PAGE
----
Out of the 1.6 billion Muslims in the world today, over half are women. However, the ever rising presence and prominence of women in Islamic countries hasn’t exactly resulted in a corresponding ascension of women’s rights. It is a fact that, on average, women continue to earn less than men for the same work, while nearly two thirds of the world’s 700 million illiterate adults are female.
And although it is true that equal rights for women have taken huge strides internationally over the last 50 years in the eradication of discrimination against women (especially so in the West), the Muslim world has for so long lagged way behind. That is why – as part of the proposals outlined in the Ten-Year Program of Action – the OIC set up a separate, specialized Plan of Action for the Development of Women (OPAAW) back in 2008, aimed at achieving greater empowerment of Muslim women.
Further to that, the OIC Women’s Development Organization was also established in 2009, giving OPAAW a permanent headquarters in Cairo. Since this landmark accomplishment, the OIC has been committed to creating an environment that strengthens the role of women in everyday life, with much positive progress being witnessed around the Muslim world and within the organization itself.
At the 4th Ministerial Conference on the Role of Women in the Development of the OIC last December in Jakarta, the Secretary General Ekmeleddin İhsanoğlu noted that the decision to appoint a woman as the head of the organization’s Independent Permanent Human Rights Commission (whose board members also include four women) was a symbol of the OIC’s progress. Also at the conference, the important adoption of the ‘Jakarta Declaration’ was undertaken. Continuing the OIC’s commitment for the empowerment of women and its encouragement for them to be a greater part of the workforce, the declaration puts increased focus on the promotion of equal access to education and jobs, taking into consideration the required measures for removing administrative and legal obstacles, while also granting women with investment opportunities to empower them economically.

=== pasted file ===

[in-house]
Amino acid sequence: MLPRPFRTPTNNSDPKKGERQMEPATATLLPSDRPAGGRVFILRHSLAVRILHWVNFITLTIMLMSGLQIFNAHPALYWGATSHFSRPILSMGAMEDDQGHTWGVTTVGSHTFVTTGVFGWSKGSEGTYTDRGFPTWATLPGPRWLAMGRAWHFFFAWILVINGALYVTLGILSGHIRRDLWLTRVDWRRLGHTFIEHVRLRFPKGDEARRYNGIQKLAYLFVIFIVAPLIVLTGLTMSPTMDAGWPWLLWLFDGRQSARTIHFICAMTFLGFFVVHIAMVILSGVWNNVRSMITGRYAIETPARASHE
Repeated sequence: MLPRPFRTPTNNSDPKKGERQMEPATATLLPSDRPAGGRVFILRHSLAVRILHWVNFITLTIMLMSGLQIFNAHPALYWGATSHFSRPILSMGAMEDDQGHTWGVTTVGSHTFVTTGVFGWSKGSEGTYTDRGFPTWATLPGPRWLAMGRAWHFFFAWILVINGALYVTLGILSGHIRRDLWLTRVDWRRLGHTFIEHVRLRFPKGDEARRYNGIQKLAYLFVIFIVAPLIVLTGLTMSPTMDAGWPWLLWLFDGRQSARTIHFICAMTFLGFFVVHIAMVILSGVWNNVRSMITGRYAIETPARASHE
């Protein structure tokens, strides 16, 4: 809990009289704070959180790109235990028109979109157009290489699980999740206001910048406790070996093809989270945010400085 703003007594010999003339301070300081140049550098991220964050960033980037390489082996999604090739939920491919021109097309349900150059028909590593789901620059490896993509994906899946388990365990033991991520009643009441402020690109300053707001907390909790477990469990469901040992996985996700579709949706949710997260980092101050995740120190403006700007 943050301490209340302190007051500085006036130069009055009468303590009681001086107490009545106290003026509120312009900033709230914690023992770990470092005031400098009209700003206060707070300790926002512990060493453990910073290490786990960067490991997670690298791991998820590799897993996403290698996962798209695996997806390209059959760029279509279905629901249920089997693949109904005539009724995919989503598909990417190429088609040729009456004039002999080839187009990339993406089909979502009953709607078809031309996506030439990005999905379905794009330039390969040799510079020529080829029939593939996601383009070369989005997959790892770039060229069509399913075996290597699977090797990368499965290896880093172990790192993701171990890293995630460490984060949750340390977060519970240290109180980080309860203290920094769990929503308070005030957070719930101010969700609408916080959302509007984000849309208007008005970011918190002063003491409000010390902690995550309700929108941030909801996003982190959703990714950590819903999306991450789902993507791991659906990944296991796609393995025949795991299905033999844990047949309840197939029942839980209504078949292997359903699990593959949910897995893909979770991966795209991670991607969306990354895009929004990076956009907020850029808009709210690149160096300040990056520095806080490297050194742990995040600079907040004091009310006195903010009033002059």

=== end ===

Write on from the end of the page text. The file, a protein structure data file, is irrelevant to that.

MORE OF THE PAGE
By providing women with greater opportunities for accessing training and education, and thus improving their capacity to enter the labor market, the OIC believe it will in turn help alleviate the Muslim world’s great poverty problem. Recent studies from the Organization of Economic Cooperation Development have shown that female labor participation rates are positively correlated to gross domestic product. In other words, nations with high rates of women workers have high rates of economic performance.
And now that such enlightenment is filtering through to the Muslim world, Muslim women are finally realizing and relishing their equal importance to their societies. Meanwhile in Jakarta, the OIC also urged the intensification of efforts in preventing all forms of violence against women. This comes amidst the fact that more than 370 million women and girls live without legal protection from domestic abuse throughout the organization’s member states. Recently, the OIC particularly condemned the practice of female genital mutilation – the barbaric ritual still carried out in some Muslim countries – stating that Islam in no way approves of the brutal act. Equally the OIC stands firmly against child marriage.